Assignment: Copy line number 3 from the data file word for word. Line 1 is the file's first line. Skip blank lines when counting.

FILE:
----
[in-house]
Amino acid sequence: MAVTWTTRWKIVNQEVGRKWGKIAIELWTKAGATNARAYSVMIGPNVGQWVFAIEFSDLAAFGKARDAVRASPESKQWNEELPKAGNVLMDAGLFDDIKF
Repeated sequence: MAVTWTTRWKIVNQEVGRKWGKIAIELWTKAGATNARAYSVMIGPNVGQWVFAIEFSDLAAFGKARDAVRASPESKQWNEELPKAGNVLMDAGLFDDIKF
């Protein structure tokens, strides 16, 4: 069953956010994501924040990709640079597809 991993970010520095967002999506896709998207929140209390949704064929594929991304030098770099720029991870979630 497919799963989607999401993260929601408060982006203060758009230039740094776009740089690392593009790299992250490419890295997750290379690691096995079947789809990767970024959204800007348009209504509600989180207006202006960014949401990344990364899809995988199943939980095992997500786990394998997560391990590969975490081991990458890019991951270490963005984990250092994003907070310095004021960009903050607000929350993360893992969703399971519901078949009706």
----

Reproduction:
Repeated sequence: MAVTWTTRWKIVNQEVGRKWGKIAIELWTKAGATNARAYSVMIGPNVGQWVFAIEFSDLAAFGKARDAVRASPESKQWNEELPKAGNVLMDAGLFDDIKF